Breaking a 117-year-old milk capsule in Antarctica

While dairy alternatives like almond, oat and soy milk continue to grow in popularity, an age-old question about cow’s milk still remains. How is today’s dairy different from what previous generations consumed?

Some clues are now emerging in the form of 117-year-old whole milk powder that was carried on Sir Ernest Shackleton’s British Antarctic Expedition in the early 20th century. A study published in the March 2024 issue of Journal of Dairy Science found that despite progress in selective cow breeding and changes in farm practices, milk from the past and present have more similarities than differences.

of Nimrod’s expedition

The powdered milk under study was made by the Defiance brand of New Zealand in 1907. On New Year’s Day 1908, Shackleton and his crew aboard the ship Nimrod set sail on a quest to be the first to set foot on the South Pole. of Nimrod was well stocked with dairy, including 1,000 pounds of whole milk powder, 192 pounds of butter, and two cases of cheese. The crew would make it further south than any man had previously known and would make it within 100 nautical miles of the South Pole and leave their base camp and its supplies behind.

The top left photo (A) shows the tin-lined can of Defiance brand dry milk found in Shackleton's Cape Royds base camp hut, with a close-up of the label in the bottom photo (C) (courtesy of Antarctic Heritage Trust, Christchurch, New Zealand).  The top right photograph (B) is of the Joseph Nathan & Sons Bunnythorpe Defiance dried milk factory circa 1904 (courtesy of Massey University, Palmerston North, New Zealand).
The top left photo (A) shows the tin-lined can of Defiance brand dry milk found in Shackleton’s Cape Royds base camp hut, with a close-up of the label in the bottom photo (C) (courtesy of the Antarctic Heritage Trust, Christchurch, New Zealand). The top right photograph (B) is of the Joseph Nathan & Sons Bunnythorpe Defiance dried milk factory circa 1904 (courtesy of Massey University, Palmerston North, New Zealand).

About a century later, a remaining container of Defiance whole milk powder was discovered during a restoration project by the Antarctic Heritage Trust’s restoration project. The powdered milk had been frozen in time and the ice at Shackelton’s base camp for 100 years.

Shackleton’s dried milk is perhaps the best-preserved sample produced during the pioneering years of commercial milk powder production, and its discovery gives us a once-in-a-lifetime chance to understand the similarities and differences between a roller-dried milk powder. produced over 100 years ago with modern spray-dried counterparts,” Skelte G. Anema, a study co-author and chemist at the Fonterra Research and Development Center in New Zealand, said in a statement.

[Related: Ancient milk-drinkers were just fine with their lactose intolerance–until famine struck.]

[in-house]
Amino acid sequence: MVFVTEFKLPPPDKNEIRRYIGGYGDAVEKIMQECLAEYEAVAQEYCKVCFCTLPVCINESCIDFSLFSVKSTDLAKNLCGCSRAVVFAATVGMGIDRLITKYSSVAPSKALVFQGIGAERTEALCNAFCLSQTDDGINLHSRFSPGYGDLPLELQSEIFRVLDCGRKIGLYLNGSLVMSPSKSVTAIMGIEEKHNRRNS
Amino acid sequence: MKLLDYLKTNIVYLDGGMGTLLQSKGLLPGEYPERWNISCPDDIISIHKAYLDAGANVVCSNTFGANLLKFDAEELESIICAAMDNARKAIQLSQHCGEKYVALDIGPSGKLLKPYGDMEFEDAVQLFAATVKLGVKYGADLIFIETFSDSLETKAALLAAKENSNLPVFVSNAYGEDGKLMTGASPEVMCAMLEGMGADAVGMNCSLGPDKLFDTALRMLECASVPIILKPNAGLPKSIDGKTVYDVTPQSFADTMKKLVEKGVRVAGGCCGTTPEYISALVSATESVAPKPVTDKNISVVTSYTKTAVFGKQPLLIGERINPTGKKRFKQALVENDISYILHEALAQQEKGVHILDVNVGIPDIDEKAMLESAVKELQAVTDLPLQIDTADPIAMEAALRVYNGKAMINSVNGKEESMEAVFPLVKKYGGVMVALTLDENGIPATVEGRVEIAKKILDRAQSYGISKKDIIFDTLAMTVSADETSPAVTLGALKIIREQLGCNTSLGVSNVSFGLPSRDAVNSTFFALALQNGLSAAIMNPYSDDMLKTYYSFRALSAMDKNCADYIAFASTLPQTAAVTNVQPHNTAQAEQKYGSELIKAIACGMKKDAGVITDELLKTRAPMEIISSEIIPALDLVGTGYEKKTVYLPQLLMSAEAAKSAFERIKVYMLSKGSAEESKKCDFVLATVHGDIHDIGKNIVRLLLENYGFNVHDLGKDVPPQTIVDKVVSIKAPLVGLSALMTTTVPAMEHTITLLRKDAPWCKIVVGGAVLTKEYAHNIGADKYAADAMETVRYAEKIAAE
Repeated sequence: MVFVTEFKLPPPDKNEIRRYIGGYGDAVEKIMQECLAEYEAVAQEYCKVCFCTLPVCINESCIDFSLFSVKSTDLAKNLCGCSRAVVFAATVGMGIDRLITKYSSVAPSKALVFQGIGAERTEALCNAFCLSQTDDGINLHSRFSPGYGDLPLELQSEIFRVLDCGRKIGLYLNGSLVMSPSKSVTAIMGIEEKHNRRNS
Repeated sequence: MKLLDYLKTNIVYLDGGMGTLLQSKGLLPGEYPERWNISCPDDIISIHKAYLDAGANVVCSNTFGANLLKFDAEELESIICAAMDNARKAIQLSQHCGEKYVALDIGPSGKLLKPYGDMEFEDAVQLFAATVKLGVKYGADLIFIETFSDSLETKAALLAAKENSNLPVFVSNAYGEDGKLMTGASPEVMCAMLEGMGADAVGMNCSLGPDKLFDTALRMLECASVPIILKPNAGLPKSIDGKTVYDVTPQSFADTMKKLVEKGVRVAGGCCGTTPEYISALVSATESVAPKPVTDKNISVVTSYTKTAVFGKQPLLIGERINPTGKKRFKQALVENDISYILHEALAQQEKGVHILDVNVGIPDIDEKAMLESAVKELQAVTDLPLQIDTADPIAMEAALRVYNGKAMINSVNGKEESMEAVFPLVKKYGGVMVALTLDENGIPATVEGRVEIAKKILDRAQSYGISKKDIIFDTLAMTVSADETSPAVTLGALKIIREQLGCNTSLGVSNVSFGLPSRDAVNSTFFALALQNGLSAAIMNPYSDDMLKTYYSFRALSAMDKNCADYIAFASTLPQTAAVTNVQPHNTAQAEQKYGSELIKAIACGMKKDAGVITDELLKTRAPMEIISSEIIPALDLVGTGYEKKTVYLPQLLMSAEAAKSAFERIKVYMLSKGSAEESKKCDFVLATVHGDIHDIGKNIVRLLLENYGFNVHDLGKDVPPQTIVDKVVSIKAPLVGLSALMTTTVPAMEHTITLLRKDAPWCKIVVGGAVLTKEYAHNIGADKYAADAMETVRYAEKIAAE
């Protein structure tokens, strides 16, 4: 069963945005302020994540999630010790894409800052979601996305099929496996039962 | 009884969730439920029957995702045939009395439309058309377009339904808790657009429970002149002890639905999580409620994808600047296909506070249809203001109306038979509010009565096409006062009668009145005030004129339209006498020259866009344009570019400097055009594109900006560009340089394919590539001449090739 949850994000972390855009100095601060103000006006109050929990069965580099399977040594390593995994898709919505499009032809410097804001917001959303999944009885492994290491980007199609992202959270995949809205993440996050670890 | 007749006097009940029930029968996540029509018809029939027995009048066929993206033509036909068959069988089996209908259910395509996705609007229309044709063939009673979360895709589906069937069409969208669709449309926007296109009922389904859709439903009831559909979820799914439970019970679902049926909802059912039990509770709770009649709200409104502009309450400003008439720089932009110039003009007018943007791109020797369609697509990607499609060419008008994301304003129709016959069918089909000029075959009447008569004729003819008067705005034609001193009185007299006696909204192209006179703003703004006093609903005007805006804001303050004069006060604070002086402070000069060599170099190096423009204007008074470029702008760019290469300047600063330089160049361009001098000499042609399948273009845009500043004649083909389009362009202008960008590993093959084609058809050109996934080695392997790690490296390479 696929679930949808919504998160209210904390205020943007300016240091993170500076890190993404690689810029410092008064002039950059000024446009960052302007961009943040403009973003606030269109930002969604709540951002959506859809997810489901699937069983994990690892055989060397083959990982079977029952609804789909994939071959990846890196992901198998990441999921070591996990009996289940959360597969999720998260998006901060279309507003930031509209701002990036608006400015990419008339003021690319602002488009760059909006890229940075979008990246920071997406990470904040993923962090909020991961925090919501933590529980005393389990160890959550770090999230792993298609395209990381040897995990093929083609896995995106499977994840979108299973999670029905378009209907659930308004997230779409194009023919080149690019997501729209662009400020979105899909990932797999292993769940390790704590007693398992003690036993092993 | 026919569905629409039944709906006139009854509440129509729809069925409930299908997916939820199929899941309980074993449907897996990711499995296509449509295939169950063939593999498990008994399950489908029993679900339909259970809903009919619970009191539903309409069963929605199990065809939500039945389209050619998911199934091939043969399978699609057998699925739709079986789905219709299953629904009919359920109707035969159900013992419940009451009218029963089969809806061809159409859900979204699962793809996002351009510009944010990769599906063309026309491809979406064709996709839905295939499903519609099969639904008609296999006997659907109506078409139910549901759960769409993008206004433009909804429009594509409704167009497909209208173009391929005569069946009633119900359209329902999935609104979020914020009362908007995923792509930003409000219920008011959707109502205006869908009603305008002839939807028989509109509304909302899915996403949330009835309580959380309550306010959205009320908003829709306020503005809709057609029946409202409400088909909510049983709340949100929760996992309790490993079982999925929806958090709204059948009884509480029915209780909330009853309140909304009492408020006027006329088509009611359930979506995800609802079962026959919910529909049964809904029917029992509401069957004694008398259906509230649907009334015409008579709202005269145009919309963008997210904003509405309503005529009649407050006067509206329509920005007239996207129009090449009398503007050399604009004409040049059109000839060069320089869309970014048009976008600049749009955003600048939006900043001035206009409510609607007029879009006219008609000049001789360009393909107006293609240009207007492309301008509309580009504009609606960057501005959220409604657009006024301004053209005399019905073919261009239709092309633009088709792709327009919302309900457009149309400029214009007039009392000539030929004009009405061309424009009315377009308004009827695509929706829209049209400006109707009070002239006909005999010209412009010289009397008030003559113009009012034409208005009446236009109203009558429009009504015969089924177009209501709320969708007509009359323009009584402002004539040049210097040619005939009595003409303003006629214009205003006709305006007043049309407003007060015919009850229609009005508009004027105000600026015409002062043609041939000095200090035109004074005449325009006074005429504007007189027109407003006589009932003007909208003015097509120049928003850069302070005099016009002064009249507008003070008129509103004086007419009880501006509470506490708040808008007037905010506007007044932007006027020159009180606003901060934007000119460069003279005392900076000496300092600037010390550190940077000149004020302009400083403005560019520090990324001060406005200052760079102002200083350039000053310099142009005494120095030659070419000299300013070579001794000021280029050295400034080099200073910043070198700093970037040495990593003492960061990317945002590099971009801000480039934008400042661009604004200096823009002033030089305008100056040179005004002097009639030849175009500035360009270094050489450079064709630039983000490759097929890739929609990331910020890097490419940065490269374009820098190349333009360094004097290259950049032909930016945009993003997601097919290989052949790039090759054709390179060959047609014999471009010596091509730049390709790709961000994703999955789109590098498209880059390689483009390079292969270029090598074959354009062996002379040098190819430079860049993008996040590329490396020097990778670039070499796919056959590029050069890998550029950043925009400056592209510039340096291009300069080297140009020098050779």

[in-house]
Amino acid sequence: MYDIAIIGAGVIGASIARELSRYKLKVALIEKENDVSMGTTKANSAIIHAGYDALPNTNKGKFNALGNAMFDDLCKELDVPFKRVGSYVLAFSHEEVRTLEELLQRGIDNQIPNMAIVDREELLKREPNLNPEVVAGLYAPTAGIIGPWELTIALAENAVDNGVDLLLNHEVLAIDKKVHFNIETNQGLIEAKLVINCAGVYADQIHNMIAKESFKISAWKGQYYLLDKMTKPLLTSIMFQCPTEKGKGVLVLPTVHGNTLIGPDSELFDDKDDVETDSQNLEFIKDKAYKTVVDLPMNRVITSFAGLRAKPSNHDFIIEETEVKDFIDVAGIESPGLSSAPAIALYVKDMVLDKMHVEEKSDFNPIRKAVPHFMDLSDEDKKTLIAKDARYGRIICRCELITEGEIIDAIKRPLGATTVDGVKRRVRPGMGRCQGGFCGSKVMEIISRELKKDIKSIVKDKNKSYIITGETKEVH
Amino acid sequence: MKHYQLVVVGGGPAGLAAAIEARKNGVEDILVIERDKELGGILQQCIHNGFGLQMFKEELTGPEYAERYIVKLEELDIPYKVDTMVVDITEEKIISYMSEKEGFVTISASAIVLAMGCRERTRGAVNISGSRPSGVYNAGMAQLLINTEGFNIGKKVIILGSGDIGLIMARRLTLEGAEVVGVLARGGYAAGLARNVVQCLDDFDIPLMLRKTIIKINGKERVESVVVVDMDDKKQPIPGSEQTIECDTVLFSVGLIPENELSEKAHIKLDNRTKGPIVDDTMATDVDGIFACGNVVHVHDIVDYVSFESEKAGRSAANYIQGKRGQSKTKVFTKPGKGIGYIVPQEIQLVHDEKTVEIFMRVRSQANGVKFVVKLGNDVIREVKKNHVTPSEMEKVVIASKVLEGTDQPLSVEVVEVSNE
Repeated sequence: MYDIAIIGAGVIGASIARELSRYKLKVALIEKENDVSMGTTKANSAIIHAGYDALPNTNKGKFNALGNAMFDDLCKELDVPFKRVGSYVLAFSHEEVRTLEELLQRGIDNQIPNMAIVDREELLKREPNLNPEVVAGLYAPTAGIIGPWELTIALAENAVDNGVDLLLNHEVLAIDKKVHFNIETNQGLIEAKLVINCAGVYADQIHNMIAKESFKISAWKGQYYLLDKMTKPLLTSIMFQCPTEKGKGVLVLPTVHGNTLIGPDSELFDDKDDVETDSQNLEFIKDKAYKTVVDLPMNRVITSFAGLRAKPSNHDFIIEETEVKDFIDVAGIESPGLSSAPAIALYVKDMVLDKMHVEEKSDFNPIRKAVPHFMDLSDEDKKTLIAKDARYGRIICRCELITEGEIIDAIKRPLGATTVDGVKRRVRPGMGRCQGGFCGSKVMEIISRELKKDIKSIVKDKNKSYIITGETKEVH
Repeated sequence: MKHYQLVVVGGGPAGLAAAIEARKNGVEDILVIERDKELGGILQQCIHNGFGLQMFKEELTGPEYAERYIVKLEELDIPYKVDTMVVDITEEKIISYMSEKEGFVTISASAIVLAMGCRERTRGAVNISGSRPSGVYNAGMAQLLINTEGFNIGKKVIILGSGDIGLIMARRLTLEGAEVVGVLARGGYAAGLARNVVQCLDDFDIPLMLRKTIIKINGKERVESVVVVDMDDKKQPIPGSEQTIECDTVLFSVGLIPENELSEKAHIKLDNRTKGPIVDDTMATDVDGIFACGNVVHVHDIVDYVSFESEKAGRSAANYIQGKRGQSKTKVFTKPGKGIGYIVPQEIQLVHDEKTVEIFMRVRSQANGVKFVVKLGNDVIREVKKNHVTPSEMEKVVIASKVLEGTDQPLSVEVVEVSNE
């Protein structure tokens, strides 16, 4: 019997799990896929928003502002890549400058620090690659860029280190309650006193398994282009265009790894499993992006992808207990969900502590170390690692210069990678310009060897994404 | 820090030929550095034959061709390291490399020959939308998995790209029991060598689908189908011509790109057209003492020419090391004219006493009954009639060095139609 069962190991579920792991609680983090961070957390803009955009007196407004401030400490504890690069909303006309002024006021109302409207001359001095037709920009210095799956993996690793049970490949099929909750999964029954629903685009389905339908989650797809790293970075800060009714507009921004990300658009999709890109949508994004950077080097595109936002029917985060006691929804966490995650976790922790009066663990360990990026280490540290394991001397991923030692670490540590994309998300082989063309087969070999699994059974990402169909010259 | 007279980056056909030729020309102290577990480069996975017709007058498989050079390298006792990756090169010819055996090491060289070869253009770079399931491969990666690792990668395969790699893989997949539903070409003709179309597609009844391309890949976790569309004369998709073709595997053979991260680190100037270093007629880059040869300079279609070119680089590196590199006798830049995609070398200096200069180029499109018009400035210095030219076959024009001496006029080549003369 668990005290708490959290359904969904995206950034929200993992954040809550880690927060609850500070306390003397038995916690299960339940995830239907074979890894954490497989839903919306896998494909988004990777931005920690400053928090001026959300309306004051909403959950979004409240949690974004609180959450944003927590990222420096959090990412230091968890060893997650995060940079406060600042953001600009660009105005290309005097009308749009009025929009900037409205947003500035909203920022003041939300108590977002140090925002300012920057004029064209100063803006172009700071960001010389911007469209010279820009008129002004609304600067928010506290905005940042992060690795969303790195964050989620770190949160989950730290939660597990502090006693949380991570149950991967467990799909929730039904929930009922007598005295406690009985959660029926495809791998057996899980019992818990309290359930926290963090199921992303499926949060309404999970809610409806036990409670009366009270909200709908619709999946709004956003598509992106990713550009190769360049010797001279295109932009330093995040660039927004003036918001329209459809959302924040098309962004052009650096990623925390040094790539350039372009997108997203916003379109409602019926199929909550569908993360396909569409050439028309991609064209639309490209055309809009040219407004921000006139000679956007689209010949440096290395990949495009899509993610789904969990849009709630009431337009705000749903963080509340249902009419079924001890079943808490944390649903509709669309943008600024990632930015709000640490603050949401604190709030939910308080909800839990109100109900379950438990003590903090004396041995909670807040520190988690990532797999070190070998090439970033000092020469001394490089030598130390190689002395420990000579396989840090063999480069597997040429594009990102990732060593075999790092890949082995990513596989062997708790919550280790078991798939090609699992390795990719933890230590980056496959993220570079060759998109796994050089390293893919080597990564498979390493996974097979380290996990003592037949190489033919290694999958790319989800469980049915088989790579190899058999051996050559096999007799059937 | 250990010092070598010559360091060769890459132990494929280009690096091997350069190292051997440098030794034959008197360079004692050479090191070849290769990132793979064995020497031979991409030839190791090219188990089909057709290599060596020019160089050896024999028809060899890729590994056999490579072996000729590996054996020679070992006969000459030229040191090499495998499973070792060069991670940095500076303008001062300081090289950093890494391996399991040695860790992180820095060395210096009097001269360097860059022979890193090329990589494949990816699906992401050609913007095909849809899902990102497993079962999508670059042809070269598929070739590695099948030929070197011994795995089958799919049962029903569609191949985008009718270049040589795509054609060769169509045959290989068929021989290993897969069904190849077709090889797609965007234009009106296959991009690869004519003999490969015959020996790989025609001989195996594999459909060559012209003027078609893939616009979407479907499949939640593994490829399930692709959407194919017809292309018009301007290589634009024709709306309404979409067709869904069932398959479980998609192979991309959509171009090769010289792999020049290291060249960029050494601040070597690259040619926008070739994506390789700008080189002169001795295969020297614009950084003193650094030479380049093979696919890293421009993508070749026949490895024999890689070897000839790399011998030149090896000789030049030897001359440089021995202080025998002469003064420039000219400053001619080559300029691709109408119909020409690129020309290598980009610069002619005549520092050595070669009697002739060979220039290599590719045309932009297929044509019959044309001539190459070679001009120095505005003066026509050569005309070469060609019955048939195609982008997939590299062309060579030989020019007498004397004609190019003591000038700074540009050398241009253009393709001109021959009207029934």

According to Anema, before vacuum evaporation, milk powders were made by a roller drying process. Hot milk was poured between two rotating cylinders heated by steam so that the water could evaporate. A thin sheet of dried milk was left behind which was then ground and sieved. While scientists knew these early milk powders weren’t as sophisticated as those available today, they weren’t sure what other differences existed.

Analyzing milk powders

In the study, the team analyzed several hundred grams of 100-plus-year-old Defiance milk. They decided to compare it to two modern, non-instantized, spray-dried commercial samples of whole milk powder. They compared the composition of the main and trace components of milk, proteins, fatty acids and phospholipids. They also looked at microstructural properties, color and volatile components in different whole milk powder samples.

“Despite more than a century between samples, the composition of many components and proteins, fats and minor components have not changed drastically in the intervening years,” said Anema.

The fatty acid composition, phospholipid composition and protein composition of the samples were generally similar. The major mineral constituents between the samples were also relatively the same, except for the higher levels of lead, tin, iron and other trace minerals found in the Shackleton whole milk powder. These minerals likely came from the tin-lined can in which the powder was stored and the equipment and water supply used during that time period. Using stainless steel and better water has eliminated that problem from modern milk powders, according to the team.

Another notable difference in the Shackleton milk samples was the presence of volatile aroma compounds associated with oxidation.

[Related: Tending Sir Ernest’s Legacy: An Interview with Alexandra Shackleton.]

“Perhaps from less-than-ideal collection and storage of raw milk before drying, but it is far more likely that—even under frozen conditions—storing in an open can for a century will result in continued oxidation,” Anema said. .

Despite the remarkable similarities between the milk samples, the team points out that modern spray-dried whole milk powders are clearly superior in terms of powder quality. They look better and dissolve more easily in water.

This unique Antarctic time capsule still offers a glimpse into dairy food production methods of the past and its evolution over time.

“The Shackleton samples are a testament to the importance of dairy products – which are rich in protein and energy, as well as flexible enough to be powdered for easy transport, preparation and consumption,” said Anema.

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